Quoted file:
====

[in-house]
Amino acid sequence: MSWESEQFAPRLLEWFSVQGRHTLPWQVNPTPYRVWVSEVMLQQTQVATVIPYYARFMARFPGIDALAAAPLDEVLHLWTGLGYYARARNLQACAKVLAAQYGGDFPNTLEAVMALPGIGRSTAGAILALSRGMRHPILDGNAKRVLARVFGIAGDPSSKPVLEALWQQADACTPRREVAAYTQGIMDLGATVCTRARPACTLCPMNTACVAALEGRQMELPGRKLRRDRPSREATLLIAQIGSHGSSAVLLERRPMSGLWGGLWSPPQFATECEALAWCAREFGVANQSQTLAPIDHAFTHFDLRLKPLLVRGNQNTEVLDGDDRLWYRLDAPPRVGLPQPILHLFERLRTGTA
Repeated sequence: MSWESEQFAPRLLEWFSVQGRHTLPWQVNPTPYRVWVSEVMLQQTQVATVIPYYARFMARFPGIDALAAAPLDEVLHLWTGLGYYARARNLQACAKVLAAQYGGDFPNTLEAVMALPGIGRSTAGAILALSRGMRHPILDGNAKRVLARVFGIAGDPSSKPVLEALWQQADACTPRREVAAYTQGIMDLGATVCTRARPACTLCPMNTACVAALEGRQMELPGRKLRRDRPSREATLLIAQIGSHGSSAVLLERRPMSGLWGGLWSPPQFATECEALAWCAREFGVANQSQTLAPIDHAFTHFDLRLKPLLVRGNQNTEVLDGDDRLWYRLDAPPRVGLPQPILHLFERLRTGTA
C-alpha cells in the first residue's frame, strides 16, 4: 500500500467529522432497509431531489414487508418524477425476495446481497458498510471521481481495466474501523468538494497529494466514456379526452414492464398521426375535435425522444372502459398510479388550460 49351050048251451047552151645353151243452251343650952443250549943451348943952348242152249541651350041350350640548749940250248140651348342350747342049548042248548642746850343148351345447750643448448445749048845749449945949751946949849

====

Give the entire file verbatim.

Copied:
[in-house]
Amino acid sequence: MSWESEQFAPRLLEWFSVQGRHTLPWQVNPTPYRVWVSEVMLQQTQVATVIPYYARFMARFPGIDALAAAPLDEVLHLWTGLGYYARARNLQACAKVLAAQYGGDFPNTLEAVMALPGIGRSTAGAILALSRGMRHPILDGNAKRVLARVFGIAGDPSSKPVLEALWQQADACTPRREVAAYTQGIMDLGATVCTRARPACTLCPMNTACVAALEGRQMELPGRKLRRDRPSREATLLIAQIGSHGSSAVLLERRPMSGLWGGLWSPPQFATECEALAWCAREFGVANQSQTLAPIDHAFTHFDLRLKPLLVRGNQNTEVLDGDDRLWYRLDAPPRVGLPQPILHLFERLRTGTA
Repeated sequence: MSWESEQFAPRLLEWFSVQGRHTLPWQVNPTPYRVWVSEVMLQQTQVATVIPYYARFMARFPGIDALAAAPLDEVLHLWTGLGYYARARNLQACAKVLAAQYGGDFPNTLEAVMALPGIGRSTAGAILALSRGMRHPILDGNAKRVLARVFGIAGDPSSKPVLEALWQQADACTPRREVAAYTQGIMDLGATVCTRARPACTLCPMNTACVAALEGRQMELPGRKLRRDRPSREATLLIAQIGSHGSSAVLLERRPMSGLWGGLWSPPQFATECEALAWCAREFGVANQSQTLAPIDHAFTHFDLRLKPLLVRGNQNTEVLDGDDRLWYRLDAPPRVGLPQPILHLFERLRTGTA
C-alpha cells in the first residue's frame, strides 16, 4: 500500500467529522432497509431531489414487508418524477425476495446481497458498510471521481481495466474501523468538494497529494466514456379526452414492464398521426375535435425522444372502459398510479388550460 49351050048251451047552151645353151243452251343650952443250549943451348943952348242152249541651350041350350640548749940250248140651348342350747342049548042248548642746850343148351345447750643448448445749048845749449945949751946949849